SETI bioastro: USING GRAVITY TO PROBE A DISTANT STAR

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From: Larry Klaes (larry.klaes@incent.com)
Date: Mon Apr 30 2001 - 06:58:24 PDT


USING GRAVITY TO PROBE A DISTANT STAR

An international team of astronomers have studied the atmosphere of a
star 25,000 light-years away. This feat was accomplished thanks in
large part to two smaller stars that happened to be in the way.

For several years, teams of astronomers have monitored fields of stars
looking for gradual brightenings. The sought magnitude changes aren't
due to any variable nature in the stars themselves, but because of
gravitational lensing. When a massive, but dim, object crosses our
line of sight to a background star, the gravity of the intervening
star distorts the light from the more-distant object. The effect is a
focusing of the starlight. The cycle of brightening and dimming of
this so-called microlensing can last several weeks. Astronomers hope
that such microlensing searches will help estimate the amount of dark
matter in the galaxy by finding evidence for dwarf stars and other
bodies we can't detect through other means.

On May 5, 2000, astronomers of the EROS program found a microlensing
candidate and soon other observing programs were monitoring the event,
designated EROS-BLG-2000-5. After about a month, the star brightened
significantly, indicating that the event was in fact a pair of dwarf
stars passing in front of a red giant in the central bulge of the
Milky Way. Furthermore, researchers predicted that the star would have
another brightening a few weeks later. Astronomers at the European
Southern Observatory's Very Large Telescope geared up for the event,
and when the star did indeed brighten again, they took spectra
throughout several nights in early July 2000. The lensing effect
enhanced emission from different parts of the giant star as the
foreground dwarfs moved across the disk, in effect peering into the
structure of the star. The ESO astronomers traced changes in hydrogen
emission from different atmospheric depths, which were consistent with
stellar models.

GROWING PLANETS IN A BAD NEIGHBORHOOD

It seems that the three most important factors in forming planetary
systems in nebulae just may be: location, location, location.
According to a study conducted by Henry Throop (Southwest Research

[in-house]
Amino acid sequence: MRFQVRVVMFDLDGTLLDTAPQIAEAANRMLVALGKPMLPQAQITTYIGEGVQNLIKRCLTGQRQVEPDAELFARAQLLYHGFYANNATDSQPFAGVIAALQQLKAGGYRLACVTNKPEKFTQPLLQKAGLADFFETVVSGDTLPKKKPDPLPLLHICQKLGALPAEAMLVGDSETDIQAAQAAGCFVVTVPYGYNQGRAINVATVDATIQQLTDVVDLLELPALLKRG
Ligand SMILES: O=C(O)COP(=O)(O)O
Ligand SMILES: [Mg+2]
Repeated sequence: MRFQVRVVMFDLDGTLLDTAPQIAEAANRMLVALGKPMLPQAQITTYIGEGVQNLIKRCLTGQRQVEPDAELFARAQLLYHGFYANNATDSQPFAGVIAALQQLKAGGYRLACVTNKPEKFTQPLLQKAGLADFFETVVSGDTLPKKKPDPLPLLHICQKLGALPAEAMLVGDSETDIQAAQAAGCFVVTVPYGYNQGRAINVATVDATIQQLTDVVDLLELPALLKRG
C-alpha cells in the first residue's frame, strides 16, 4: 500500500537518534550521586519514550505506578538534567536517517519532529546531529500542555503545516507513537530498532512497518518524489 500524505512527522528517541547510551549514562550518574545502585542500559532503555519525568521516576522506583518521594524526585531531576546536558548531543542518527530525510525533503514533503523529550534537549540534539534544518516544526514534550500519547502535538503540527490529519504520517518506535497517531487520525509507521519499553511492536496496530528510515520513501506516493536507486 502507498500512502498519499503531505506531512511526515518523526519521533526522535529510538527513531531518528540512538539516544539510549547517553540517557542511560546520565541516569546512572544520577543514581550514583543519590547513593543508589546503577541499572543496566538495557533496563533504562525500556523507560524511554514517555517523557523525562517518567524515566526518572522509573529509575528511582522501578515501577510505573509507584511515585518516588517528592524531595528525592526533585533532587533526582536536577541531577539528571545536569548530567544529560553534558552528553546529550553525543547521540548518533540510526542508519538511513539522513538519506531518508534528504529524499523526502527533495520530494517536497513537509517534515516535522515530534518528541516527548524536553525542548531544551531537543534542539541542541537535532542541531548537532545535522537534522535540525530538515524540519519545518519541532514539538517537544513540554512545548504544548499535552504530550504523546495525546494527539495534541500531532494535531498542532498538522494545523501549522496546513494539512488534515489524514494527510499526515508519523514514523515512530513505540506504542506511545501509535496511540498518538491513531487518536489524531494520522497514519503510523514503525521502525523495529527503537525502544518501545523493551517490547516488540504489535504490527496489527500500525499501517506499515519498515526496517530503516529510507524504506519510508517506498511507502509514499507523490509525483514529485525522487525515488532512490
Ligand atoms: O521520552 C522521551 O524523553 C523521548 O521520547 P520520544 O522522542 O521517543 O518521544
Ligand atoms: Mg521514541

Institute) and his colleagues, the environment surrounding a
protoplanetary disk dramatically effects the type of system that will
form.

Using the Hubble Space Telescope, Throop looked at various
million-year-old disks within the Orion Nebula. In the disks, he found
dust grains as large as 5 microns in size, about the one-tenth the
width of a human hair. For comparison, normal interstellar dust grains
are only 0.1 to 0.2 micron. The apparent grain growth implies that
they are in the early stages of planetary growth.

However, the Orion Nebula is also home to more than two dozen O-type
stars. These stellar giants cause an extreme ruckus in any neighboring
disk within 0.3 light-year or so. The star's tremendous energy outflow
blows away the gas in the system, and the giant star's intense
ultraviolet radiation bakes away any ice. According to models
calculated by Throop and others, the resulting system is quite
strange: there is no gas to form Jupiterlike gas giant planets, nor is
there ice to form a Kuiper Belt or any comets. Instead, all that
remains is a group of atmosphereless rocky bodies, similar in many
respects to Mercury.

But, if the disk is fortunate to reside in a "shady spot," says
Throop, then gas giants and normal planetary formation can proceed.
Because O-type stars have such short life spans (up to 100 million
years), disks could easily form after the stars had wreaked their
havoc. Details of the study appear in this week's Science.


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